One of the great Russian writers of the 20th century, Babel (1894-1941) was arrested in 1939 and later executed by Stalin's regime. In 1954, his work was largely republished, but much of his correspondence, drafts, and manuscripts was confiscated when he was arrested and has never resurfaced. Now, for the first time, all of Babel's surviving work has been assembled into one volume. Readers new to Babel will discover his "Red Cavalry" stories, plays, diaries, screenplays, and short stories. In addition to an introduction by Cynthia Ozick, the book is graced with an excellent preface and afterword by Babel's daughter, who also edited the volume. She provides recently uncovered information about her father's arrest and execution as well as personal remembrances. With the publication of this volume of Babel's work, it is hoped that a full-scale biography will follow. Essential for literature collections. [Previewed in Prepub Alert, LJ 7/01.] Ron Ratliff, Kansas State Univ., Manhattan Copyright 2001 Cahners Business Information.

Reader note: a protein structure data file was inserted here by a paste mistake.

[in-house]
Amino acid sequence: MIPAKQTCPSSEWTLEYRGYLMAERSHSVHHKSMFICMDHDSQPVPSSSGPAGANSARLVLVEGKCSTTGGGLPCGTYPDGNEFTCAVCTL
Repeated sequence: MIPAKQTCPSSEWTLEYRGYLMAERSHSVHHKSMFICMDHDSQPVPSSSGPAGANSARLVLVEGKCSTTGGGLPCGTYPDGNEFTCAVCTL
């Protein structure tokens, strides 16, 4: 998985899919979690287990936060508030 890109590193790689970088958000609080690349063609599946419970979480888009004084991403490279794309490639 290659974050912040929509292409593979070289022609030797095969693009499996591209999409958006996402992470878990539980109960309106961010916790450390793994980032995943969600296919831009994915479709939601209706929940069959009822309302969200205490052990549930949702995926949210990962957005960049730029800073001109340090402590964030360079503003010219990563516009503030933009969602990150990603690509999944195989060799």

“Eloquent, richly evocative . . . a fascinating, enlightening, and moving account.”
“A tale certain to inspire gardeners, cooks, and others eager to replace convenience with flavor.”